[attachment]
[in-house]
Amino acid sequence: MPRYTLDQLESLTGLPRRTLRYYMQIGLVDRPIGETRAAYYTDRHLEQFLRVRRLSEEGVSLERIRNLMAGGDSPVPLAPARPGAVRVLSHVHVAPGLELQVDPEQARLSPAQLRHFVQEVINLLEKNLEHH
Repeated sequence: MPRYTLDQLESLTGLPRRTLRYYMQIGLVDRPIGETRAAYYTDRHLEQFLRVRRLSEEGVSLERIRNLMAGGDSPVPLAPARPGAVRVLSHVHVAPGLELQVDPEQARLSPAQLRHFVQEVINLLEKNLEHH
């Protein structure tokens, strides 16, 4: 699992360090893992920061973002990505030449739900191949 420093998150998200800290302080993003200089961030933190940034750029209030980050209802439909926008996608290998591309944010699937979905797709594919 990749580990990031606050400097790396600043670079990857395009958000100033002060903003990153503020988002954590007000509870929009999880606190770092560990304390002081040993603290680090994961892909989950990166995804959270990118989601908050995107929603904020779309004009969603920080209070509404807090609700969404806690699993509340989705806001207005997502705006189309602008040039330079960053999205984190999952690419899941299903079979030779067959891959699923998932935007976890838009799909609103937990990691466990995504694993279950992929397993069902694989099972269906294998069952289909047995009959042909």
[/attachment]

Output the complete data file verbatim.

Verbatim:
[in-house]
Amino acid sequence: MPRYTLDQLESLTGLPRRTLRYYMQIGLVDRPIGETRAAYYTDRHLEQFLRVRRLSEEGVSLERIRNLMAGGDSPVPLAPARPGAVRVLSHVHVAPGLELQVDPEQARLSPAQLRHFVQEVINLLEKNLEHH
Repeated sequence: MPRYTLDQLESLTGLPRRTLRYYMQIGLVDRPIGETRAAYYTDRHLEQFLRVRRLSEEGVSLERIRNLMAGGDSPVPLAPARPGAVRVLSHVHVAPGLELQVDPEQARLSPAQLRHFVQEVINLLEKNLEHH
């Protein structure tokens, strides 16, 4: 699992360090893992920061973002990505030449739900191949 420093998150998200800290302080993003200089961030933190940034750029209030980050209802439909926008996608290998591309944010699937979905797709594919 990749580990990031606050400097790396600043670079990857395009958000100033002060903003990153503020988002954590007000509870929009999880606190770092560990304390002081040993603290680090994961892909989950990166995804959270990118989601908050995107929603904020779309004009969603920080209070509404807090609700969404806690699993509340989705806001207005997502705006189309602008040039330079960053999205984190999952690419899941299903079979030779067959891959699923998932935007976890838009799909609103937990990691466990995504694993279950992929397993069902694989099972269906294998069952289909047995009959042909």